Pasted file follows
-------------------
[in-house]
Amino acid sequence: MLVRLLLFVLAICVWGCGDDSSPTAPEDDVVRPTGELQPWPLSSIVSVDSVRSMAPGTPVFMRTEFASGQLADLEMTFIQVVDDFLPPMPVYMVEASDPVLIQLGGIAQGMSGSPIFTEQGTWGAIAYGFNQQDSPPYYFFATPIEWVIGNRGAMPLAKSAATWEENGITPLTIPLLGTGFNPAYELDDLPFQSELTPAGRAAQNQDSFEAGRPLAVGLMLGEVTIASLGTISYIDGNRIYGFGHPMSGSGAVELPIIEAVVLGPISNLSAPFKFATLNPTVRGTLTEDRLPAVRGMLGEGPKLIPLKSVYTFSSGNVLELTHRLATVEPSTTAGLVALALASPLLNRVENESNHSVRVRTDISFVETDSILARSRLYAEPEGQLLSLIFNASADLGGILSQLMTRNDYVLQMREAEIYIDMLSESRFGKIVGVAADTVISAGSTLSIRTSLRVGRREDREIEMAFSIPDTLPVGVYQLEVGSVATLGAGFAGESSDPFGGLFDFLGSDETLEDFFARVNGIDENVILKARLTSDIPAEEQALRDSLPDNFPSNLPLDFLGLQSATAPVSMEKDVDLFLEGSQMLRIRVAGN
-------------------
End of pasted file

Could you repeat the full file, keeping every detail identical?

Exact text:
[in-house]
Amino acid sequence: MLVRLLLFVLAICVWGCGDDSSPTAPEDDVVRPTGELQPWPLSSIVSVDSVRSMAPGTPVFMRTEFASGQLADLEMTFIQVVDDFLPPMPVYMVEASDPVLIQLGGIAQGMSGSPIFTEQGTWGAIAYGFNQQDSPPYYFFATPIEWVIGNRGAMPLAKSAATWEENGITPLTIPLLGTGFNPAYELDDLPFQSELTPAGRAAQNQDSFEAGRPLAVGLMLGEVTIASLGTISYIDGNRIYGFGHPMSGSGAVELPIIEAVVLGPISNLSAPFKFATLNPTVRGTLTEDRLPAVRGMLGEGPKLIPLKSVYTFSSGNVLELTHRLATVEPSTTAGLVALALASPLLNRVENESNHSVRVRTDISFVETDSILARSRLYAEPEGQLLSLIFNASADLGGILSQLMTRNDYVLQMREAEIYIDMLSESRFGKIVGVAADTVISAGSTLSIRTSLRVGRREDREIEMAFSIPDTLPVGVYQLEVGSVATLGAGFAGESSDPFGGLFDFLGSDETLEDFFARVNGIDENVILKARLTSDIPAEEQALRDSLPDNFPSNLPLDFLGLQSATAPVSMEKDVDLFLEGSQMLRIRVAGN